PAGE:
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Michael Grondin/the Gauntlet

The international student experience

A look at what it’s like being a U of C international student

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The University of Calgary plans to increase the number of international students from just over five to 10 per cent of the undergraduate population by 2016. This raises the question of how the international student experience at the U of C differs from domestic students.

There are currently more than 2,600 international students at the U of C and they face a number of challenges upon enrolment. The cost of tuition is usually one of their biggest concerns, as it is significantly more expensive than what Canadian students pay, at almost $20,000 a year for a full course load.

According to International Student Services manager Ricky Ramdhaney, they pay more because, unlike Canadian students, international students cover the full cost of their education.

“Canadian student education is subsidized by the Canadian government based on taxes that have been paid into the system,” Ramdhaney said. “It’s not that international students are paying more necessarily. Canadian students are actually paying less.”

International students are eligible for merit-based scholarships but cannot get financial aid from the government. According to Ramdhaney, financial aid is
difficult to secure for international students because of provincial policies towards post-secondary education.

“The government of Canada requires that when international students apply for study permits, they have to provide evidence that for at least the first year they can support themselves,” Ramdhaney said. “If you’ve just proven to the government that you have enough money to last you at least for the first year, then the justification for you needing additional funds is very low, because you’re saying, ‘I have the money.’ ”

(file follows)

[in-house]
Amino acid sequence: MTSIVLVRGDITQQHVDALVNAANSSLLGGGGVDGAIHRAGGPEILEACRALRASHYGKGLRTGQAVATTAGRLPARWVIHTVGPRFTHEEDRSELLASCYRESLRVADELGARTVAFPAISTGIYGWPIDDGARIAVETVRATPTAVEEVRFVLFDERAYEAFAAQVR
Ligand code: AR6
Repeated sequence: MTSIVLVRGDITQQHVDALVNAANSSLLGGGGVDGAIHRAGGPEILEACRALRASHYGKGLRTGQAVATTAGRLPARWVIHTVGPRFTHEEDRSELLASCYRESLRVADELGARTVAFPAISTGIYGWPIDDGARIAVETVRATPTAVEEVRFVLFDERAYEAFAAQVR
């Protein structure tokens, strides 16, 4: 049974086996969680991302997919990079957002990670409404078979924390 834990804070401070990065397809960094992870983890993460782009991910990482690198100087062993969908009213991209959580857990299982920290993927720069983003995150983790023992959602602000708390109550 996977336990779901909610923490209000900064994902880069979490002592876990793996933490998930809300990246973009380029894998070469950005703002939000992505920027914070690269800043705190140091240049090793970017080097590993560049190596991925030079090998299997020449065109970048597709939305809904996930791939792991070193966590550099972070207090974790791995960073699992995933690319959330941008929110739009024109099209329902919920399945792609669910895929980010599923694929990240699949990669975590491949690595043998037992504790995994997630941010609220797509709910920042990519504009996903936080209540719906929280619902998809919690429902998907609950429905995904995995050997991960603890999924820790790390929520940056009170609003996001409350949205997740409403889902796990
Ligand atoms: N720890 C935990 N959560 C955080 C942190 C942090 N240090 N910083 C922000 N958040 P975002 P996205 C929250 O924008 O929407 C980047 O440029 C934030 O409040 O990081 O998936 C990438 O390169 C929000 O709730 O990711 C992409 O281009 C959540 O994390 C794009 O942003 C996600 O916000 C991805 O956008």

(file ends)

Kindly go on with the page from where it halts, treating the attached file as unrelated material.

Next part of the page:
Vice-provost international relations Janaka Ruwanpura, who was hired to pursue the U of C’s international strategy, acknowledged that the university would benefit financially from recruiting international students because they pay substantially more than Canadian citizens, but said this will not impact prospective locals who want to be educated at the U of C.

“Financially, [having more international students will] help because people are saying they are going to bring in more [money] than local students. But we’re not going to sacrifice a single local seat to get an international student because that’s not our agenda,” said Ruwanpura.

Biomedical Engineering PhD and international student Ashkan Rhamani said he supports the U of C’s goal of increasing the number of international students on campus. However, he stressed that the university has some work to do first.

“A very serious issue that I have with the U of C is the people who take care of the administrative jobs. I have never seen a system more inefficient than the U of C. When I got here, I didn’t get paid in the first month because they gave me the wrong forms,” said Rhamani. “I am paying $13,000 a year and I demand some service. I’ve been in three universities so far and I’ve been in two different systems and this is the most inefficient system I’ve ever seen in my life.”

Fourth-year international relations student Mayda Boberly also said the U of C needs to improve its international student advising.

“The majority of us are very lost since the academic program is completely different from our own countries,” Boberly said. “I think that even though we pay triple the tuition of a Canadian student, the education and preparation I am getting from all the professors and instructors is good and it is incomparable to the education I would have gotten in Venezuela.”

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